• You can hook up any where from two to “dozens” of screens potentially.
  • You can add other virtual interfaces to the set-up. In other words, it is not just limited to Google Earth.

I wonder how long it will be before someone figures out a way to use Second Life with this?  Anyways, here is my idea: First of all, you get a few dozen flat screen panels with little or not frame (kind of like they do in Sports Bars with nine screens showing four games) and put them together in a sphere shape with the screens facing inward.  Probably with a few in the back on a hinge acting as a door in.  Then you get an omnidirectional treadmill for a floor hooked up to the software in place of a joystick.  Finally, add a few motion detection cameras at key points around the sphere and a wireless microphone.  Maybe even add a glove interface of some kind for more detailed controls.  Wire all of this to work together with virtual environment of your choice (Google Earth, Second Life, World of Warcraft, you name it) – and I think we have our first rudimentary holodeck.  Maybe even someday use 3-D flat screens.

Probably pretty expensive to buy all this.  Probably also a little tough to figure out how to get all those systems to work together.  But I am sure it can be done.  So who has a grant to try this out?

Thank You! Quote of the Day

Jean-Claude Bradley (e-learning coordinator for the College of Arts and Sciences, and an associate professor of chemistry, at Drexel University):

“There’s a misconception out there that students are very tech-savvy and following all these blogs and wikis and Second Life. That’s not true. The vast majority have never been [to Second Life].”

I’ve been ranting for a while on the whole digital native myth. Glad to see that I am not the only one that sees it.

The rest of the story is also very interesting:

Creating Life-Size Molecules in Second Life

Am I the Only One That Sees Something Wrong Here?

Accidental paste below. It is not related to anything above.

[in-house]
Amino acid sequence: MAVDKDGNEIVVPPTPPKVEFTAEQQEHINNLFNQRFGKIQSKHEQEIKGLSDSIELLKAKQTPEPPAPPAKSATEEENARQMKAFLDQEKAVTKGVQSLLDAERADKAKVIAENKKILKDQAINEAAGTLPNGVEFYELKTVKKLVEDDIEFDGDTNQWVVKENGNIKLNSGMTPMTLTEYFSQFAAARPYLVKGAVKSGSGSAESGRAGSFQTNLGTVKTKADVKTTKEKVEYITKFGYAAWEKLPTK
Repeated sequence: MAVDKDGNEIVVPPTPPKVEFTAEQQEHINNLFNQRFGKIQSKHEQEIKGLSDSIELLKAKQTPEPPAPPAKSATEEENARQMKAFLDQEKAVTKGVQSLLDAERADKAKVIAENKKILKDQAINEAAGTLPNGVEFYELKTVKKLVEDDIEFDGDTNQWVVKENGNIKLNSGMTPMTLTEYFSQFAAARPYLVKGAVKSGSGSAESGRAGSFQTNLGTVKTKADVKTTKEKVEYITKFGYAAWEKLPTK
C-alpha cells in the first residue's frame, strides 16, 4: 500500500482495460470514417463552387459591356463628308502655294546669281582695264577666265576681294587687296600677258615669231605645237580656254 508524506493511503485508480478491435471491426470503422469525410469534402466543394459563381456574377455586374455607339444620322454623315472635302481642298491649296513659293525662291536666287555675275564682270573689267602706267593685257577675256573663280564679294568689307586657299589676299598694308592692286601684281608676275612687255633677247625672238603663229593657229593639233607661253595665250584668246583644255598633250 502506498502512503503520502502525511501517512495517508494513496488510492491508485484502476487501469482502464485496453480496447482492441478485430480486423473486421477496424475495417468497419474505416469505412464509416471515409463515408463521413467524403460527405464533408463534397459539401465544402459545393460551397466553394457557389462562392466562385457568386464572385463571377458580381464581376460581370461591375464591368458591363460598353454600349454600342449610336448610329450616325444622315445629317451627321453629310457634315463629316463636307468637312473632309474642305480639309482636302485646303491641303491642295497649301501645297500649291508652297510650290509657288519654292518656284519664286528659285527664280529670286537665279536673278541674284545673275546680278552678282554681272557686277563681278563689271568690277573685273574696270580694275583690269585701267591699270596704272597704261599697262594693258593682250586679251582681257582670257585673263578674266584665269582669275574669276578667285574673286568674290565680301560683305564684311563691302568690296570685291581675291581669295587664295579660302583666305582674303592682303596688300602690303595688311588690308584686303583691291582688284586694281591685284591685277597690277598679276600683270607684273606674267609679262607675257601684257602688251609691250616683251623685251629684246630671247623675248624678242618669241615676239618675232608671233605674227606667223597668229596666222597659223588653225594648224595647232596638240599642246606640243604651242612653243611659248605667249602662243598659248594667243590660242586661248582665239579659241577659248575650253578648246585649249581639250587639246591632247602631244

The December 2007 edition of Sloan-C View hit my in box this morning. It’s not online yet, so I can’t provide a link to the current issue. But it will probably appear here someday. One of the articles was titled “Second Life: A Viable Teaching Solution, or NOT?” Like most teachers, my tendency is to roll my eyes at something like this and move on. Teachers have been using non-viable teaching tools for centuries. Most of the time, we know that the tool is not the focus – it’s the creativity of the teacher using the particular tool. How the tool is used is what makes it viable, not the tool itself.

But such is education. We always tend to focus on the wrong thing. Sloan-C is a great organization, and I really agree with most of their efforts. What got me in this article was the end analysis. They evaluated Second Life against their five pillars of quality. One Second Life con that I read there (and have read many places), was this: steep learning curve.

Is it just me, or does that seem hypocritical for educators to list a learning curve, no matter how steep, as a con? Aren’t we in the business of learning curves? Science teachers will spend days teaching students how to use lab tools before actually doing a real lab, and no one will bat an eye at the steep learning curve of those tools (I used to be an 8th grade Science teacher). But put technology in the mix, and suddenly a steep learning curve is con.

Let’s also be realistic – Second Life doesn’t have as much a steep learning curve as it has a steep flexibility curve. I picked up Second Life pretty fast. I know what you are thinking – tech geek into games picked up Second Life quickly – big shocker! Hold on a second – I don’t play games. Sorry, never played World of Warcraft. Never. Don’t own ANY games that work on my computer at home (I do own a Star Wars Lego game, but don’t have an adequate graphics card to install it). I just don’t play any games. Some of you may want to revoke my geek card for admitting that one, but so be it.

(okay, I occasionally hit the Midway Classic Games Online page. Joust, Rampage, and Tapper are so addictive!)

Second Life works great if you just take a few minutes and learn to do what it tells you to do. People have problems when they want it to work a certain way and it doesn’t. That is just what I find when I really dig in to people’s problems with Second Life. If they would just flex their expectations, they would find it quite easy to learn.

Age Verification in Second Life

Got an interesting letter from the Lindens this morning. Hmm… is this the first step in a move toward a unified Teen+Adult Grid? Let’s hope so.

Hello, [My Account Name].

As you may have heard, we’re implementing the first stage of an Identity Verification system beginning with age. Our ultimate goal is to give Second Life Residents the opportunity to reveal as much or as little real life information about themselves as they like, and to have that information verified. We see this tool as critical to supporting Residents in shedding anonymity and building trust-based relationships — but only to the extent that they’re comfortable.